Following the battle between Federal Labor and the Coalition parties over the National Construction Code’s place in today’s workplace, the following article published by theaustralian.com.au details Labor’s plan to scrap the code, and Master Builders Australia’s plan to fight back against the party.
Federal Labor is examining replacing the Coalition’s contentious construction code with worker-friendly rules for government-funded building work, as employers announce a pre-election advertising campaign opposing key ALP workplace proposals.
Master Builders Australia declared yesterday it would fund national advertisements opposing Labor proposals to scrap the code and the Australian Building and Construction Commission if the ALP won the next election.
Opposition workplace relations spokesman Brendan O’Connor told The Weekend Australian yesterday that Labor was committed to removing the code and the ABCC because they were “unfair, unwarranted and undemocratic”.
The code — strongly opposed by the Construction Forestry Maritime Mining and Energy Union — requires builders to remove a range of conditions from enterprise agreements if they want to tender for commonwealth work. “The draconian building code prohibits employers and workers from negotiating enterprise agreements with conditions that deal with issues such as employment of apprentices, local jobs and safety measures,’’ Mr O’Connor said.
The Weekend Australian understands Labor will: consider replacement rules for government tenders that seek to impose new limits on temporary foreign workers; set minimum levels of apprenticeships; promote higher safety standards; and encourage greater female participation in the male-dominated construction sector. Sources said Labor had not made a formal decision to replace the Coalition’s code but emphasised that any new rules would be done in consultation with employers as well as unions.
Australian Industry Group chief executive Innes Willox urged federal Labor to reverse its decision to abolish the ABCC and scrap the building code.
“How can there possibly be a legitimate argument to abolish the ABCC when the CFMEU continues to demonstrate a flagrant disregard for the law,’’ Mr Willox said.
“When handing out fines to the union, judge after judge keeps pointing out that the union’s conduct is completely unacceptable. Without the ABCC, most of these cases would never have been brought before the courts because of employer concerns about reprisals from the union.”
Mr Willox said construction industry unions routinely used the commercial risk faced by contractors as a lever to secure industrial concessions.
“This results in restrictive work practices and cost burdens which drive up project costs to the detriment of the whole community,’’ he said. “The building code imposes a commercial risk on contractors that far outweighs the cost of capitulating to the unreasonable demands of unions. To be removed from future tender lists would have catastrophic implications for a major contractor. Billions of dollars of work is at stake.”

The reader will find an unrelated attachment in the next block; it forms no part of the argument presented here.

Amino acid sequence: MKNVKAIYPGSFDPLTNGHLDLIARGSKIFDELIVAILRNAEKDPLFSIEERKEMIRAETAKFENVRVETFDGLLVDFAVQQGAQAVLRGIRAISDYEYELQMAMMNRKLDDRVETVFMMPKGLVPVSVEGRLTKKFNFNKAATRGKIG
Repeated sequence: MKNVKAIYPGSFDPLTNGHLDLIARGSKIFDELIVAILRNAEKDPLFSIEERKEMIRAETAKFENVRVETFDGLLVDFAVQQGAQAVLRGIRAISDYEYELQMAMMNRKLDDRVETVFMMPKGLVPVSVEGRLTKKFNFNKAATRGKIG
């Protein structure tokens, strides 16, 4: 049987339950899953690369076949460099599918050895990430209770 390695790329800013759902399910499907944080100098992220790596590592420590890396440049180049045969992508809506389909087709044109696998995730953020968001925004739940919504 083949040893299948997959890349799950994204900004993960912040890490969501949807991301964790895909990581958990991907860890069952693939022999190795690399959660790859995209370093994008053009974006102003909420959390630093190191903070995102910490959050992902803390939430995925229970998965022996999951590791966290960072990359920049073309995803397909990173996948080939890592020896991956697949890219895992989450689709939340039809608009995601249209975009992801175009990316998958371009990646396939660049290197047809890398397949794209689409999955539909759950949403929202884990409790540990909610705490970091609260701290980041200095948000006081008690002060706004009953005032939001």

Master Builders chief executive Denita Wawn said her organisation was determined to campaign against the “irresponsible” scrapping of the ABCC and the code because it would deliver appalling outcomes for the economy and the community. “It would be wrong for people to believe that it’s large companies that are the major victims of building union bullies,’’ Ms Wawn said. “In fact, it is small businesses and subcontractors who bear the brunt of the union intimidation and all because they have not caved into what the union wants.”
Dave Noonan, national secretary of the CFMEU’s construction division, said the “anti-worker, anti-union” code had done nothing to address workplace safety, sham contracting and wage theft.
He said a replacement code under a Labor government would “need to have some teeth”.
“We need to stop wage theft, sham contracting and shoddy safety,’’ Mr Noonan said. “They should be the priorities for the industry and it’s predictable that the Master Builders are going to support Liberal Party policy because they are a branch office of the Liberal Party.”
ACTU secretary Sally McManus said the Coalition had denied construction workers the right to work safely and negotiate fairly.
“They have decided that some people should have less rights than others just because they work in construction, and they’ve introduced extremely oppressive laws that take away construction workers’ rights,’’ Ms McManus said. “They have placed industrial ideology above the safety of working people, and now people working in construction are in more danger at work. They’ve brought in a building industry secret police and construction workers are less free.”
Jobs and Industrial Relations Minister Kelly O’Dwyer said the ABCC “cracks down on law-breakers” and Labor’s promise to scrap the agency and the code showed Bill Shorten was “making good on his debt” to the CFMEU.
“When it comes to union bosses or small business and their workers, Bill Shorten will choose union bosses every time,’’ he said.
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